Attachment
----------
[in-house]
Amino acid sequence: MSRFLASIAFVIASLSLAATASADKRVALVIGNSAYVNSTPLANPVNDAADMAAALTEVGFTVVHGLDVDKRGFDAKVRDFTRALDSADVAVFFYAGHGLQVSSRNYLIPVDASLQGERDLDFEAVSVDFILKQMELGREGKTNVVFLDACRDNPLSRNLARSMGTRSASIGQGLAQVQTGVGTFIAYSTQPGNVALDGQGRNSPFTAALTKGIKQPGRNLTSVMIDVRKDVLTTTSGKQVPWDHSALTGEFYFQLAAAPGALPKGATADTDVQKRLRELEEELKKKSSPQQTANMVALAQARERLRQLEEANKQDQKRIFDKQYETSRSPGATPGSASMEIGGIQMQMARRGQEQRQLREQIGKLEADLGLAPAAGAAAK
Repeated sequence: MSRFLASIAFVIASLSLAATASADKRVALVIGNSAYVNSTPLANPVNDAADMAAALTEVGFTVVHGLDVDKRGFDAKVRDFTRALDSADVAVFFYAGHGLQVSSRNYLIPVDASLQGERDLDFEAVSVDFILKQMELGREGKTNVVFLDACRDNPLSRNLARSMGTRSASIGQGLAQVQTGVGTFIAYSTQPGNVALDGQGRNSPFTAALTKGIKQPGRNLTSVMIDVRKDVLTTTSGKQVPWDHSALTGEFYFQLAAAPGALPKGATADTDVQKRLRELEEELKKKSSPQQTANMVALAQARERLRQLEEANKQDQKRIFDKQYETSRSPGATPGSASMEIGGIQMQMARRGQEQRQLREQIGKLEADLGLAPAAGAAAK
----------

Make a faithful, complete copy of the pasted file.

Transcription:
[in-house]
Amino acid sequence: MSRFLASIAFVIASLSLAATASADKRVALVIGNSAYVNSTPLANPVNDAADMAAALTEVGFTVVHGLDVDKRGFDAKVRDFTRALDSADVAVFFYAGHGLQVSSRNYLIPVDASLQGERDLDFEAVSVDFILKQMELGREGKTNVVFLDACRDNPLSRNLARSMGTRSASIGQGLAQVQTGVGTFIAYSTQPGNVALDGQGRNSPFTAALTKGIKQPGRNLTSVMIDVRKDVLTTTSGKQVPWDHSALTGEFYFQLAAAPGALPKGATADTDVQKRLRELEEELKKKSSPQQTANMVALAQARERLRQLEEANKQDQKRIFDKQYETSRSPGATPGSASMEIGGIQMQMARRGQEQRQLREQIGKLEADLGLAPAAGAAAK
Repeated sequence: MSRFLASIAFVIASLSLAATASADKRVALVIGNSAYVNSTPLANPVNDAADMAAALTEVGFTVVHGLDVDKRGFDAKVRDFTRALDSADVAVFFYAGHGLQVSSRNYLIPVDASLQGERDLDFEAVSVDFILKQMELGREGKTNVVFLDACRDNPLSRNLARSMGTRSASIGQGLAQVQTGVGTFIAYSTQPGNVALDGQGRNSPFTAALTKGIKQPGRNLTSVMIDVRKDVLTTTSGKQVPWDHSALTGEFYFQLAAAPGALPKGATADTDVQKRLRELEEELKKKSSPQQTANMVALAQARERLRQLEEANKQDQKRIFDKQYETSRSPGATPGSASMEIGGIQMQMARRGQEQRQLREQIGKLEADLGLAPAAGAAAK